Wednesday, June 29, 2022

What is the Great Substitution Principle?

In a 180-page message posted online ahead of the May 14 mass shooting in Buffalo, New York, alleged gunman Peyton Gendron wrote that he wanted to “spread awareness of the real problems facing the West to his fellow whites.”

The problem, according to the alleged shooter? Mass immigration and white people not having enough children.

“This crisis of mass immigration and sub-replacement fertility,” wrote the 18-year-old white man, “is an attack on Europeans that, if not combated, will ultimately result in the complete racial and cultural replacement of European . people.”

Although he didn’t call it by its name, Gendron was referring to a far-right conspiracy theory known as the Great Replacement, which says that Western elites, especially Jews, were immigrants to replace whites. are bringing.

In addition to the Buffalo shooting, which killed 10 black people and injured three others, extremism experts say the racist theory has inspired attacks on ethnic and religious minorities such as Christchurch, New Zealand, and El Paso, Texas.

french origin

The idea that non-white immigrants could eventually displace Native white Europeans has its roots in 20th-century French ethnic nationalism. But the term itself was coined and popularized by the French white nationalist writer Renaud Camus (no relation to Albert Camus).

As he recently told a right-wing outlet conflict magazineHe first came up with the expression in the 1990s in a small, medieval village in the south of France.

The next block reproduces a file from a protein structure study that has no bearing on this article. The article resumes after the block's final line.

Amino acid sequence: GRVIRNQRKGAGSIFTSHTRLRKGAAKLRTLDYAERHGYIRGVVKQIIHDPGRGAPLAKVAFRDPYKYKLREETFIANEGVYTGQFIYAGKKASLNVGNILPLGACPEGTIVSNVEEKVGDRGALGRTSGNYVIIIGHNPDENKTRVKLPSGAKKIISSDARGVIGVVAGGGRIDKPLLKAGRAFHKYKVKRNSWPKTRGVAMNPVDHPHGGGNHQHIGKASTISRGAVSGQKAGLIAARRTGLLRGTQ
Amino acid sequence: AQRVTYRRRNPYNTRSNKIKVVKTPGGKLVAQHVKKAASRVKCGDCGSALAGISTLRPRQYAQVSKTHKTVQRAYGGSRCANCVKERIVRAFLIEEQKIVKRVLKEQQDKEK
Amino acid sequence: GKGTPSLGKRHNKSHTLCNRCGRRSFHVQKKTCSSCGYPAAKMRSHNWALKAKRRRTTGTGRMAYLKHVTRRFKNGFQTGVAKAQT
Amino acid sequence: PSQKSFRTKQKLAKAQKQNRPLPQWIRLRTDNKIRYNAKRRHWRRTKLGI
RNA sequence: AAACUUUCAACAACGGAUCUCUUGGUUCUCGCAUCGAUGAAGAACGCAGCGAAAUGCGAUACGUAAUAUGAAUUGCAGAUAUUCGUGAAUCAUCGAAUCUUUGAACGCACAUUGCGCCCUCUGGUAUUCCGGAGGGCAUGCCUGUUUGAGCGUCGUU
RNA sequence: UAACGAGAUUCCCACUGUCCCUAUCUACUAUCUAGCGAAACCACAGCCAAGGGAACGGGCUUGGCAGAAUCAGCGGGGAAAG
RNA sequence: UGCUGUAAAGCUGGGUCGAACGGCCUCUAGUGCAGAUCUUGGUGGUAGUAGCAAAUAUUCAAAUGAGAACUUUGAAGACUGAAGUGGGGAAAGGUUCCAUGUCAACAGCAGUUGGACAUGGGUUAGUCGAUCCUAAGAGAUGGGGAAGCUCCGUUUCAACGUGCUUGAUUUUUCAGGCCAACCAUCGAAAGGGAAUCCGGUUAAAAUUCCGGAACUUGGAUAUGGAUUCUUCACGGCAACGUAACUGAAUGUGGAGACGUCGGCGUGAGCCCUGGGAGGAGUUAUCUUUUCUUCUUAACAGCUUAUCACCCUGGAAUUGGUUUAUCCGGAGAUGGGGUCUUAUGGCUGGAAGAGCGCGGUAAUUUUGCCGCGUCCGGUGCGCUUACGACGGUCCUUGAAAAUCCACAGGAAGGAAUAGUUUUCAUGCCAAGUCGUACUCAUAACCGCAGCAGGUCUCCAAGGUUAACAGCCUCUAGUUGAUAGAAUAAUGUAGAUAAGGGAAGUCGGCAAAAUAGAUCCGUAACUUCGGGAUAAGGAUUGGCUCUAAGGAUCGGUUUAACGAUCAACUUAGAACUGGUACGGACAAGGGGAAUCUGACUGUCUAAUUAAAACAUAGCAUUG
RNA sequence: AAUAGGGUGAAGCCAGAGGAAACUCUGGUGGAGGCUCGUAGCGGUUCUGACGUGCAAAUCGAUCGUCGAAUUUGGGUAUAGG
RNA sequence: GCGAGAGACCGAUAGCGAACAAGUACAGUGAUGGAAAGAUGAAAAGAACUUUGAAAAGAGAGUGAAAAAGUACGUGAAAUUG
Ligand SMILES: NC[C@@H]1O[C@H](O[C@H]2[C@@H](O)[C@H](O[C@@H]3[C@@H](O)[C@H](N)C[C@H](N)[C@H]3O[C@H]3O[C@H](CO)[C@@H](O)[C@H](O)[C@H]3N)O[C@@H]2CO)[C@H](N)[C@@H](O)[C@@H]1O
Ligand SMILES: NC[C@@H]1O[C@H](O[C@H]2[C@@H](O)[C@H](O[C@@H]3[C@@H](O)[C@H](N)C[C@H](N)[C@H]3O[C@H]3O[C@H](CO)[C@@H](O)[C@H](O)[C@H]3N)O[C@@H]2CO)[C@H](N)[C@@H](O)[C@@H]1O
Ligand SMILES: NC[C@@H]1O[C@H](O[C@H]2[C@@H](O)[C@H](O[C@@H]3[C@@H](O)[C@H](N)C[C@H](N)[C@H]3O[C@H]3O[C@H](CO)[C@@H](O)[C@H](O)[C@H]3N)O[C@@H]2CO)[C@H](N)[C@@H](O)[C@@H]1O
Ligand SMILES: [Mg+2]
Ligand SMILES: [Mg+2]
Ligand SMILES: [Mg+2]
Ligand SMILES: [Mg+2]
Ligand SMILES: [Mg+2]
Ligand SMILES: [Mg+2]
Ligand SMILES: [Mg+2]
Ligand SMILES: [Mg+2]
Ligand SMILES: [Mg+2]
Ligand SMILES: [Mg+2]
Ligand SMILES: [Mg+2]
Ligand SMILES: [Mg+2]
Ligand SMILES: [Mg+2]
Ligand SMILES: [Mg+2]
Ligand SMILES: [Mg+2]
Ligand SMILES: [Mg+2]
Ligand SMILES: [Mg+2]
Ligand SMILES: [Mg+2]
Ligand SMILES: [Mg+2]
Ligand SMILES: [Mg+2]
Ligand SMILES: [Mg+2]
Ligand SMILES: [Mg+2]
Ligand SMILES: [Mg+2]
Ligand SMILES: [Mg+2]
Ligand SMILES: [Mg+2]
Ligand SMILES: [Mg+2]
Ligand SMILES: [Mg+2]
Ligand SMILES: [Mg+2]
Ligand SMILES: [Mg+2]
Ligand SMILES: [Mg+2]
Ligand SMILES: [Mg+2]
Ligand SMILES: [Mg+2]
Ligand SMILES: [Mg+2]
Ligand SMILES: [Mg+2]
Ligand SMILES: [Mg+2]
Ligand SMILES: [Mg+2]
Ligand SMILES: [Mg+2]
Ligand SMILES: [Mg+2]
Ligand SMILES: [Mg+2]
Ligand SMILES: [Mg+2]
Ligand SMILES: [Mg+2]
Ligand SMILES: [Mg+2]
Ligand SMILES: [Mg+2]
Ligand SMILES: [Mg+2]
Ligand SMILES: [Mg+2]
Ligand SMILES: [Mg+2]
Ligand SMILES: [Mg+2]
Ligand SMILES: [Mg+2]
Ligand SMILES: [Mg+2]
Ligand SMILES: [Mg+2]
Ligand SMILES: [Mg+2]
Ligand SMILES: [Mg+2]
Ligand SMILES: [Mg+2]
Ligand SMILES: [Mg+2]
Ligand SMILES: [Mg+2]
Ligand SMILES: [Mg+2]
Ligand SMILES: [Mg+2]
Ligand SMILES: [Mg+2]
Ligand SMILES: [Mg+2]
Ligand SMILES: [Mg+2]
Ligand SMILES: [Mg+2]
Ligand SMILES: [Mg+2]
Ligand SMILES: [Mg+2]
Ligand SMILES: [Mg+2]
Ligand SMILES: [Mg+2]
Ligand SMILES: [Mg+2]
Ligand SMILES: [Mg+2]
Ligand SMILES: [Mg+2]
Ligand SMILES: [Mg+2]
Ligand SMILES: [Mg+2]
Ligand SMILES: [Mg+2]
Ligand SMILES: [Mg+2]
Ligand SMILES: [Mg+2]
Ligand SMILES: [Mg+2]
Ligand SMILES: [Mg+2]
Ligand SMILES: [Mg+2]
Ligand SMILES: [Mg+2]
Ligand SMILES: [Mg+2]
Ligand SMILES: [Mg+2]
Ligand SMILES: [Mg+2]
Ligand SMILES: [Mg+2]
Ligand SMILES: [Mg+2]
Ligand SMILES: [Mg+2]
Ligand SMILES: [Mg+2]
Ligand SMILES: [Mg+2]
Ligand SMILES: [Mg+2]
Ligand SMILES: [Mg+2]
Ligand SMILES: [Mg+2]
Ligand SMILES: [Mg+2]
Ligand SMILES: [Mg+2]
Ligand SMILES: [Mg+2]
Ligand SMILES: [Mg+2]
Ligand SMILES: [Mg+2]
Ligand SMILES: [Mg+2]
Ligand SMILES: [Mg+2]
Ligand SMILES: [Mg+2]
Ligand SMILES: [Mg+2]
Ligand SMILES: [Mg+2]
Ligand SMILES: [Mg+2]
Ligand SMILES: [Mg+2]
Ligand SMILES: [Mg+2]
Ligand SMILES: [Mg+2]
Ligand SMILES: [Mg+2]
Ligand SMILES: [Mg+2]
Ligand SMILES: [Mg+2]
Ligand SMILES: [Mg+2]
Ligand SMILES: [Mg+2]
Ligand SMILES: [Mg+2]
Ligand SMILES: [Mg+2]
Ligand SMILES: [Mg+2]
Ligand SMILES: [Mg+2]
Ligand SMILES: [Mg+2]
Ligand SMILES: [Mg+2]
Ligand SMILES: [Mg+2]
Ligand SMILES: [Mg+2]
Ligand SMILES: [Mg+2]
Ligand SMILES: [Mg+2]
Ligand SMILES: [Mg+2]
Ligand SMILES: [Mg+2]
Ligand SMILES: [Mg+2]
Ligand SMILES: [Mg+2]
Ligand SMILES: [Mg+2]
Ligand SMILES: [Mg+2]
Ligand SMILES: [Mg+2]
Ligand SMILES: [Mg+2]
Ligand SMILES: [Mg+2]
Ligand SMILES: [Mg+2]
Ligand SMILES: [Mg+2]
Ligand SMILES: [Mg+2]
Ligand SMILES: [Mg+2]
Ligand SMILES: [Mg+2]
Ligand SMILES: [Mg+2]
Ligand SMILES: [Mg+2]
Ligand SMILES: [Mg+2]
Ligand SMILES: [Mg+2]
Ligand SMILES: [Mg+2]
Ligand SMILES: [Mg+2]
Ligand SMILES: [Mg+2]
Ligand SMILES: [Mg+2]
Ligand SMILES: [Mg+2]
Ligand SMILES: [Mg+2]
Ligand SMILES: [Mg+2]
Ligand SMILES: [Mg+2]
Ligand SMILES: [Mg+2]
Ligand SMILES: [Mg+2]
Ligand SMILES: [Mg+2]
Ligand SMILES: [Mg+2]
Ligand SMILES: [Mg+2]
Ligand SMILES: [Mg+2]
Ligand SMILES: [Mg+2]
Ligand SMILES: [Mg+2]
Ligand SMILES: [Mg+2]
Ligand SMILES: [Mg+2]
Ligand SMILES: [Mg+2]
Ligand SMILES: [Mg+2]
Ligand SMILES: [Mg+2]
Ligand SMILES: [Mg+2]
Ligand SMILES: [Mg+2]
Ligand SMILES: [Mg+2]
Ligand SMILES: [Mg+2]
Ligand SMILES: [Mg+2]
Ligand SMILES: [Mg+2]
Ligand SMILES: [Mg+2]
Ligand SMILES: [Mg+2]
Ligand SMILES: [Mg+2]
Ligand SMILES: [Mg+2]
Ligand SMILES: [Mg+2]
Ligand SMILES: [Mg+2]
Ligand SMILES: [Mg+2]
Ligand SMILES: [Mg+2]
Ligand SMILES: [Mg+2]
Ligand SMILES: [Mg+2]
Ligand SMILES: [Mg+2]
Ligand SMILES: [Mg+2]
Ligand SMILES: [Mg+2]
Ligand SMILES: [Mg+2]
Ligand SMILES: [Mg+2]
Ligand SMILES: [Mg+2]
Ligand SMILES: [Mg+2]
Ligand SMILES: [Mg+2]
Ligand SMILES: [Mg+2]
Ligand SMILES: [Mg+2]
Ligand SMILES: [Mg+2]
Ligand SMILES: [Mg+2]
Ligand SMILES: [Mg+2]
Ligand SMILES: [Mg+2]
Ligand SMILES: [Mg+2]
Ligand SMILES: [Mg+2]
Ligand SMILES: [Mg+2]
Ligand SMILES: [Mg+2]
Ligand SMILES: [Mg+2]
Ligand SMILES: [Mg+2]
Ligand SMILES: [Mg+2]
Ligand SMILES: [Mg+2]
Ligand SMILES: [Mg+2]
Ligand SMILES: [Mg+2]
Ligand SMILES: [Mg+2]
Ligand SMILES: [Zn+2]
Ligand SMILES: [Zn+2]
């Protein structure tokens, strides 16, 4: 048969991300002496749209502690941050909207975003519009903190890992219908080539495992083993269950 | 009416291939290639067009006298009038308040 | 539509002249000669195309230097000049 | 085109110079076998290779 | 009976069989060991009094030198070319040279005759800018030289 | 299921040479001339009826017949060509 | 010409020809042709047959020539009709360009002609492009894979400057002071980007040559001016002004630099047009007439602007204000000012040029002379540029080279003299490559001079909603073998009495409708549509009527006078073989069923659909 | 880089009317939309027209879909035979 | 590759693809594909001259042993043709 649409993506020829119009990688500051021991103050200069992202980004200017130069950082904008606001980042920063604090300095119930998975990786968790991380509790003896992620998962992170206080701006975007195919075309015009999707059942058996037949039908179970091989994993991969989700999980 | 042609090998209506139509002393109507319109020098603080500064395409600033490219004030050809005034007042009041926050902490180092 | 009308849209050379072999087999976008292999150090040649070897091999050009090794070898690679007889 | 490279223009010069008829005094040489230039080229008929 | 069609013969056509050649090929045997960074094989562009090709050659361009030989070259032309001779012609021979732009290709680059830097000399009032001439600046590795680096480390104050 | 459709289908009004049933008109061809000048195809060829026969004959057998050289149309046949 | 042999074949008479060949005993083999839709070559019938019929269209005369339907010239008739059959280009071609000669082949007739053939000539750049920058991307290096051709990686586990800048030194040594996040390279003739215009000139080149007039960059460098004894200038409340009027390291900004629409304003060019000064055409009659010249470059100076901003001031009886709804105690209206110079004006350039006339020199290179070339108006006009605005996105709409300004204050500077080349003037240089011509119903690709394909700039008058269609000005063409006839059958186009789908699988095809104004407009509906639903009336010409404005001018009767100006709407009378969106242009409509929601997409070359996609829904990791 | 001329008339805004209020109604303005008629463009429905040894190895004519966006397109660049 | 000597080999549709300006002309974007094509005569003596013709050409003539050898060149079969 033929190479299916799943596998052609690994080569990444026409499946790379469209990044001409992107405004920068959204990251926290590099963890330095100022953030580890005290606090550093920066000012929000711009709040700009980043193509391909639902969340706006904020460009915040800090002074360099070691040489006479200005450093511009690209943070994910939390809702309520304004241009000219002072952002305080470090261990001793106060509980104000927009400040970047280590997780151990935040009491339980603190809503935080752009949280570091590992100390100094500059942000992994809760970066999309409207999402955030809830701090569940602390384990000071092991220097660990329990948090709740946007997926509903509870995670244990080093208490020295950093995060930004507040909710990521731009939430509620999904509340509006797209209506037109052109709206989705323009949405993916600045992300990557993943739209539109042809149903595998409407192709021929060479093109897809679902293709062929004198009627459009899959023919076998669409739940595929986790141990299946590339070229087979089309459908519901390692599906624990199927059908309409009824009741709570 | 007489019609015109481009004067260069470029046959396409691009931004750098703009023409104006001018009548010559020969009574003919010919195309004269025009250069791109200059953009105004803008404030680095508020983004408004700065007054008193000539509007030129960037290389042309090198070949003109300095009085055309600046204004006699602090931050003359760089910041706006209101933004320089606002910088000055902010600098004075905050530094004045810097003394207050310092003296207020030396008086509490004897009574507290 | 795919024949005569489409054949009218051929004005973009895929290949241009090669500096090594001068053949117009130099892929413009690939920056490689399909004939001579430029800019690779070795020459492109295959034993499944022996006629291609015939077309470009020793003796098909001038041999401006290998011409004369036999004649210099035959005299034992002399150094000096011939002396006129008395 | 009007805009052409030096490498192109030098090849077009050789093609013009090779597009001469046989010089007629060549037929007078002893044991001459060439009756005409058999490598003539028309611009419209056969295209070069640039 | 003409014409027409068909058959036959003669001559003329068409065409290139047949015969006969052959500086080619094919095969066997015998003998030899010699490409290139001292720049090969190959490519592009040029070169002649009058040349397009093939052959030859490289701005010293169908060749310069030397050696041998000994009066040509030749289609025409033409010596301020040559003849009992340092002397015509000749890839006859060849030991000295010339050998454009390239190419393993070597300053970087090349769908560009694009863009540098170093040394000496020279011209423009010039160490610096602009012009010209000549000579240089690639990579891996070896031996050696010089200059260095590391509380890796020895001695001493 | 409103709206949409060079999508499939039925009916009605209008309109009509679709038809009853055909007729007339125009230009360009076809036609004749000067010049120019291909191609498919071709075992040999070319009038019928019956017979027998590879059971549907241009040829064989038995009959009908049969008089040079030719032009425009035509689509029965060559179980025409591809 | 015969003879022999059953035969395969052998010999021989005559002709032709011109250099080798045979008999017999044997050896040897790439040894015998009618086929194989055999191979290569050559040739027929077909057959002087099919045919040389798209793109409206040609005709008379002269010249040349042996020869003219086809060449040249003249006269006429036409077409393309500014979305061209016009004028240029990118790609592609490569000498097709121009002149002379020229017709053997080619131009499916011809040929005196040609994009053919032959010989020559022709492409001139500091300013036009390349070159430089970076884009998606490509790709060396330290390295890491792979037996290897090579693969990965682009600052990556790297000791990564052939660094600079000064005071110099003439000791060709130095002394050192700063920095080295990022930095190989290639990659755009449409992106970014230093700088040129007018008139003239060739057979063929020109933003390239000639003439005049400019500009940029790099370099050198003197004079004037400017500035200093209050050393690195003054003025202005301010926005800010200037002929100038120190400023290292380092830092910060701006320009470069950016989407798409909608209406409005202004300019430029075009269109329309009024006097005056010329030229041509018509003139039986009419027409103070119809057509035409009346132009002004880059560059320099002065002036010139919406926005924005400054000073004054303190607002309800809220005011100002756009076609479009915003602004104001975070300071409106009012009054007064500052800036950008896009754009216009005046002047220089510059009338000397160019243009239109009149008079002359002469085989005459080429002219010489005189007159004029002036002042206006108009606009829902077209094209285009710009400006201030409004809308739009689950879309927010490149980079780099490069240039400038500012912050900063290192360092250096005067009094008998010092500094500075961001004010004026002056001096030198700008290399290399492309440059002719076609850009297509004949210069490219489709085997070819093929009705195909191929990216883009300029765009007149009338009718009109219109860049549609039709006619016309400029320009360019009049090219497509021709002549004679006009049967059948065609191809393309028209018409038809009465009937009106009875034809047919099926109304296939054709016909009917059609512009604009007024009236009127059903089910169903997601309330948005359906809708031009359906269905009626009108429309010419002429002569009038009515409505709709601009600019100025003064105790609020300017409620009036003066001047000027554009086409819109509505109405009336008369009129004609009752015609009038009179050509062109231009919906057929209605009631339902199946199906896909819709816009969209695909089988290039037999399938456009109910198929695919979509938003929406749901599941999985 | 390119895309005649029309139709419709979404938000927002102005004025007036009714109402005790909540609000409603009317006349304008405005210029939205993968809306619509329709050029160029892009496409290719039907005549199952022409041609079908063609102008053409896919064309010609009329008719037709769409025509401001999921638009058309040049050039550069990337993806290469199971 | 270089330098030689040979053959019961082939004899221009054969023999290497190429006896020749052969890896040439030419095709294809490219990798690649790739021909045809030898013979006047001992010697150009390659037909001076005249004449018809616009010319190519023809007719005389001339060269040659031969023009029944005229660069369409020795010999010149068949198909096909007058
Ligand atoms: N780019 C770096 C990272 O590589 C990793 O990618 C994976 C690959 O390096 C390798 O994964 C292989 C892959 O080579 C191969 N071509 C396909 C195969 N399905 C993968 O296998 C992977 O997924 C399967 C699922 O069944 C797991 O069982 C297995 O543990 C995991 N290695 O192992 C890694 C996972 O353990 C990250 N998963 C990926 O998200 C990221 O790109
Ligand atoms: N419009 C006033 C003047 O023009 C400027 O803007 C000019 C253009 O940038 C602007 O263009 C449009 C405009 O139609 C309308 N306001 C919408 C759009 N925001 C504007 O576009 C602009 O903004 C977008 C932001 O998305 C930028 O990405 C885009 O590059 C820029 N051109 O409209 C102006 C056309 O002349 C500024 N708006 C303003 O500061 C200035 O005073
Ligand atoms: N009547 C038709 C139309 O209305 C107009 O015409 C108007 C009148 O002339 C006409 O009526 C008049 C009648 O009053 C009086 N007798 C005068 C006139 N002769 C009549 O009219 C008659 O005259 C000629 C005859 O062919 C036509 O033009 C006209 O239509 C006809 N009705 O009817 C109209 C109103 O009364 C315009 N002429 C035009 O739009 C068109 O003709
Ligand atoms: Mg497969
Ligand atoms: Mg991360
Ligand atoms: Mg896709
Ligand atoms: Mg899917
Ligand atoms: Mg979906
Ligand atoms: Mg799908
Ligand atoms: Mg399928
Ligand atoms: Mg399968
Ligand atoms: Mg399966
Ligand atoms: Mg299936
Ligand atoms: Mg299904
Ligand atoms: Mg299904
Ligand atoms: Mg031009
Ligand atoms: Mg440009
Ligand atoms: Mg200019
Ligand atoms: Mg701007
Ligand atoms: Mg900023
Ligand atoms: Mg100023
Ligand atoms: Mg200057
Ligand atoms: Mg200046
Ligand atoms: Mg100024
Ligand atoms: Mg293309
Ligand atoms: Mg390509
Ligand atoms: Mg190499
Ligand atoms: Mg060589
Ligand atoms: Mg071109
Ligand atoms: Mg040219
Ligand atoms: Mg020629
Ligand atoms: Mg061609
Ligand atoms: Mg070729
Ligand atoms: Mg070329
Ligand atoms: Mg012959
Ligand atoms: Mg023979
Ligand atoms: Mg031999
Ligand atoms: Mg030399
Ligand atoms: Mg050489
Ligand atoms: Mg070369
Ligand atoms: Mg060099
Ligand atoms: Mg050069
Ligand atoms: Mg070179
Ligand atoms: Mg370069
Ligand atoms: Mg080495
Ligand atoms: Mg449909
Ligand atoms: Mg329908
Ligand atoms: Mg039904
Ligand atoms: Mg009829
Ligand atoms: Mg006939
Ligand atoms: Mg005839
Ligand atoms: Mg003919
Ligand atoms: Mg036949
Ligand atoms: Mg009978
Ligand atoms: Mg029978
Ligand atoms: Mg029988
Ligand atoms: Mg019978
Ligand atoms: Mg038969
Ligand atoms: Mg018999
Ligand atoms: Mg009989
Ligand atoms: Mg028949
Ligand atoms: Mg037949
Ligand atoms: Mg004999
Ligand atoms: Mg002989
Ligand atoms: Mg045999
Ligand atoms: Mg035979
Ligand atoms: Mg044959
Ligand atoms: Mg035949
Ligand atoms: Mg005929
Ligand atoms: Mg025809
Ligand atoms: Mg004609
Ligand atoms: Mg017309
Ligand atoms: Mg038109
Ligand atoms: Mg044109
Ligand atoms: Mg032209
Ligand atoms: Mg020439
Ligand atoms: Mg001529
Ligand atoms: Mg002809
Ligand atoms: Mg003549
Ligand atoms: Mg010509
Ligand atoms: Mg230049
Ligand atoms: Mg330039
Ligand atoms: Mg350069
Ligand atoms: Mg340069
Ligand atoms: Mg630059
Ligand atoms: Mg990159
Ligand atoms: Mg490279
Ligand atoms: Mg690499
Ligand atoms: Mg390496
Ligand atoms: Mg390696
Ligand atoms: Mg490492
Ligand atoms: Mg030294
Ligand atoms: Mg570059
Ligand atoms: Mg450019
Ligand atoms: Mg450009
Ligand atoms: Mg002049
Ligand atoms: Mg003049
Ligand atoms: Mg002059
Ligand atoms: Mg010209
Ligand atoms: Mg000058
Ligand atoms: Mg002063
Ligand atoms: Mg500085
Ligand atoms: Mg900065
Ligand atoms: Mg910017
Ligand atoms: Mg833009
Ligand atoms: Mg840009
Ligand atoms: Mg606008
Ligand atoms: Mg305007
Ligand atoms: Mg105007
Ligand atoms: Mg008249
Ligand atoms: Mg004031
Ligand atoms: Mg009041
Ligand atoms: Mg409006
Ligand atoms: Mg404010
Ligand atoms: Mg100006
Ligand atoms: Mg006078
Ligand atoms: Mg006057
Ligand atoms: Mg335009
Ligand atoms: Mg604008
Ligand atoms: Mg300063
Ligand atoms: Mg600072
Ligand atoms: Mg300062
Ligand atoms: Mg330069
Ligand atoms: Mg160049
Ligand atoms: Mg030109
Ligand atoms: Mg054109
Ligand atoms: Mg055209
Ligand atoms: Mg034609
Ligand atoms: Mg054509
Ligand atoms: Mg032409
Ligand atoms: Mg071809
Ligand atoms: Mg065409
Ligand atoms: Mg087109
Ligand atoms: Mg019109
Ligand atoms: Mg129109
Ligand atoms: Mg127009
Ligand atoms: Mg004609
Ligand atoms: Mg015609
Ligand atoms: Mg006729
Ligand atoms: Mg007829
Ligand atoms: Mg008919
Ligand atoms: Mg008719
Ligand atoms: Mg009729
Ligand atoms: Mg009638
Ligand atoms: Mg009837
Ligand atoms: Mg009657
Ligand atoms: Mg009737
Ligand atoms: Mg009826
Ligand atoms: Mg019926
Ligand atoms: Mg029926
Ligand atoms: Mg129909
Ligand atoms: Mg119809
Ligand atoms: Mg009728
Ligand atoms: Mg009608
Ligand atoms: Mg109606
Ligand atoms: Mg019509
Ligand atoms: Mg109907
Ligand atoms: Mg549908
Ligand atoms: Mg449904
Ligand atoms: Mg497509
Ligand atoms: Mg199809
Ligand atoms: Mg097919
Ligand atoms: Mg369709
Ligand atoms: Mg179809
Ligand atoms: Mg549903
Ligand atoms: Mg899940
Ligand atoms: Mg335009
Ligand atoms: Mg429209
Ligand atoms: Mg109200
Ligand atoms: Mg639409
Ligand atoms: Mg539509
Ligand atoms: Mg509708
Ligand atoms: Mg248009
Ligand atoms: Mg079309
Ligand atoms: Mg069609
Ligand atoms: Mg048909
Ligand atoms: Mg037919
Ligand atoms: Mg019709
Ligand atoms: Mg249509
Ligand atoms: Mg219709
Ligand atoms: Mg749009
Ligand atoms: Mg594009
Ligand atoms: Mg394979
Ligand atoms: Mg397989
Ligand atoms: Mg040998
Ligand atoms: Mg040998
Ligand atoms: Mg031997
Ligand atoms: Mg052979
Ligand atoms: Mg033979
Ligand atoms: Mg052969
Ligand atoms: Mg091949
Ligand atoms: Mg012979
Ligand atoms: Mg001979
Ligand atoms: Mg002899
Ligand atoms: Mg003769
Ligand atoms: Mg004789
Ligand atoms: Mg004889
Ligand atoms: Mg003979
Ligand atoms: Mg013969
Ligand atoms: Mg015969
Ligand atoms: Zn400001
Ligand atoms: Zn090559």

There, near “Gothic windows and Gothic fountains,” were Muslim women in veils and men in jelaba robes, he recalled. “Of course, I was used to seeing change in people, just like everyone else. [the predominantly Arab and Black] suburb, but there it was particularly striking.”

Camus said he later gave a speech in a nearby town titled “The Great Replacement” and, in 2011, self-published a book of the same title in French.

Although never translated into English, the book helped launch a trans-European far-right network with extremists in the United States, according to Wendy Via, co-founder and president of the Global Project Against Hate and Extremism.

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“The ideas were picked up almost immediately, and they harmonized with other white supremacist ideas here in the US and elsewhere,” Via said.

Describing this as a “plain fact”, not a “theory”, Camus stated that the Great Replacement is merely a “change of people with a change of culture and civilization”.

Extremist experts say it is much more than this.